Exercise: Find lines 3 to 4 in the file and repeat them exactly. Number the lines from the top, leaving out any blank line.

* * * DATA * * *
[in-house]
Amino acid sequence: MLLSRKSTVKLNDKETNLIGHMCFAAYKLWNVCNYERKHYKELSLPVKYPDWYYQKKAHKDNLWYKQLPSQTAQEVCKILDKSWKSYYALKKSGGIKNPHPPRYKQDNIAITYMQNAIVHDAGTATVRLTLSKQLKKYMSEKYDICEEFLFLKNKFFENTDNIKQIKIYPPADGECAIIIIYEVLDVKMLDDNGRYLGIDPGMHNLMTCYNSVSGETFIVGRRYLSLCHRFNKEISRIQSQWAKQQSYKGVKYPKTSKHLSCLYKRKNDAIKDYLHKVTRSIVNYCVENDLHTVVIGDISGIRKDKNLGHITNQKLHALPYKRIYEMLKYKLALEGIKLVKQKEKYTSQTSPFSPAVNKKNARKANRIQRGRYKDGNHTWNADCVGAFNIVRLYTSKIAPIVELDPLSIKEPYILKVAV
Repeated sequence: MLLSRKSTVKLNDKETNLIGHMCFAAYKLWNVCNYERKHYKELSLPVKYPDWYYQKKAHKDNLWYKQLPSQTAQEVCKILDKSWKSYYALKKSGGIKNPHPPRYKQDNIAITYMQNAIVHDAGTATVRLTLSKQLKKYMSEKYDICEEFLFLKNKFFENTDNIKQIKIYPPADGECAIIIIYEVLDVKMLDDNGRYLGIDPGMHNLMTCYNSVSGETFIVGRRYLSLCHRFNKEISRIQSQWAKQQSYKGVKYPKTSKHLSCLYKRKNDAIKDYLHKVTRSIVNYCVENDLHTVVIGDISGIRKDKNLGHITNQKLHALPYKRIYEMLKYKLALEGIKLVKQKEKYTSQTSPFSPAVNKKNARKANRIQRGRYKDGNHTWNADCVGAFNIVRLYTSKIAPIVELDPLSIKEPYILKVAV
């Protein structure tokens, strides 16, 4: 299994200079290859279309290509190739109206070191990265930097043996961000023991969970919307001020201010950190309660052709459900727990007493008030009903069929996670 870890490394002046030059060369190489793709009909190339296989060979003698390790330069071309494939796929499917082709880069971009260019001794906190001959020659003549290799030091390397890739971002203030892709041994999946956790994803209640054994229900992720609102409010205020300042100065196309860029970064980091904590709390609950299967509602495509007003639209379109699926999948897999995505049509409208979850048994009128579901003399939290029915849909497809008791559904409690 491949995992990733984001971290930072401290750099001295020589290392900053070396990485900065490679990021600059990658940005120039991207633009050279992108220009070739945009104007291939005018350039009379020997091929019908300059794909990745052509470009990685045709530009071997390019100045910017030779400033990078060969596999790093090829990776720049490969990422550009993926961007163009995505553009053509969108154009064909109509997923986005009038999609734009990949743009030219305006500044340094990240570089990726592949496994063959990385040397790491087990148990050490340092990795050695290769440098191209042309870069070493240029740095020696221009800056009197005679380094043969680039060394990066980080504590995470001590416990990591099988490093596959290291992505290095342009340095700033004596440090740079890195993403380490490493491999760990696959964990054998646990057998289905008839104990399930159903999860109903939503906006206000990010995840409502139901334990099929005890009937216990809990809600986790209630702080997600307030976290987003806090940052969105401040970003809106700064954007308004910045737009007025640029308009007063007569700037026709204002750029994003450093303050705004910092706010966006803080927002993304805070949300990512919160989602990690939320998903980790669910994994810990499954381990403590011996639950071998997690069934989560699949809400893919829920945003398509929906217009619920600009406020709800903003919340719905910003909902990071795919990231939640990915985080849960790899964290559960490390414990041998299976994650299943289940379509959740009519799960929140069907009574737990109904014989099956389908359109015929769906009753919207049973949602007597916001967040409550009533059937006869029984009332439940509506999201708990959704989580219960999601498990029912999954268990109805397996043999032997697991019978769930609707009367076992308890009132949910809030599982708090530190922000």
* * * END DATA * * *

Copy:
Repeated sequence: MLLSRKSTVKLNDKETNLIGHMCFAAYKLWNVCNYERKHYKELSLPVKYPDWYYQKKAHKDNLWYKQLPSQTAQEVCKILDKSWKSYYALKKSGGIKNPHPPRYKQDNIAITYMQNAIVHDAGTATVRLTLSKQLKKYMSEKYDICEEFLFLKNKFFENTDNIKQIKIYPPADGECAIIIIYEVLDVKMLDDNGRYLGIDPGMHNLMTCYNSVSGETFIVGRRYLSLCHRFNKEISRIQSQWAKQQSYKGVKYPKTSKHLSCLYKRKNDAIKDYLHKVTRSIVNYCVENDLHTVVIGDISGIRKDKNLGHITNQKLHALPYKRIYEMLKYKLALEGIKLVKQKEKYTSQTSPFSPAVNKKNARKANRIQRGRYKDGNHTWNADCVGAFNIVRLYTSKIAPIVELDPLSIKEPYILKVAV
């Protein structure tokens, strides 16, 4: 299994200079290859279309290509190739109206070191990265930097043996961000023991969970919307001020201010950190309660052709459900727990007493008030009903069929996670 870890490394002046030059060369190489793709009909190339296989060979003698390790330069071309494939796929499917082709880069971009260019001794906190001959020659003549290799030091390397890739971002203030892709041994999946956790994803209640054994229900992720609102409010205020300042100065196309860029970064980091904590709390609950299967509602495509007003639209379109699926999948897999995505049509409208979850048994009128579901003399939290029915849909497809008791559904409690 491949995992990733984001971290930072401290750099001295020589290392900053070396990485900065490679990021600059990658940005120039991207633009050279992108220009070739945009104007291939005018350039009379020997091929019908300059794909990745052509470009990685045709530009071997390019100045910017030779400033990078060969596999790093090829990776720049490969990422550009993926961007163009995505553009053509969108154009064909109509997923986005009038999609734009990949743009030219305006500044340094990240570089990726592949496994063959990385040397790491087990148990050490340092990795050695290769440098191209042309870069070493240029740095020696221009800056009197005679380094043969680039060394990066980080504590995470001590416990990591099988490093596959290291992505290095342009340095700033004596440090740079890195993403380490490493491999760990696959964990054998646990057998289905008839104990399930159903999860109903939503906006206000990010995840409502139901334990099929005890009937216990809990809600986790209630702080997600307030976290987003806090940052969105401040970003809106700064954007308004910045737009007025640029308009007063007569700037026709204002750029994003450093303050705004910092706010966006803080927002993304805070949300990512919160989602990690939320998903980790669910994994810990499954381990403590011996639950071998997690069934989560699949809400893919829920945003398509929906217009619920600009406020709800903003919340719905910003909902990071795919990231939640990915985080849960790899964290559960490390414990041998299976994650299943289940379509959740009519799960929140069907009574737990109904014989099956389908359109015929769906009753919207049973949602007597916001967040409550009533059937006869029984009332439940509506999201708990959704989580219960999601498990029912999954268990109805397996043999032997697991019978769930609707009367076992308890009132949910809030599982708090530190922000």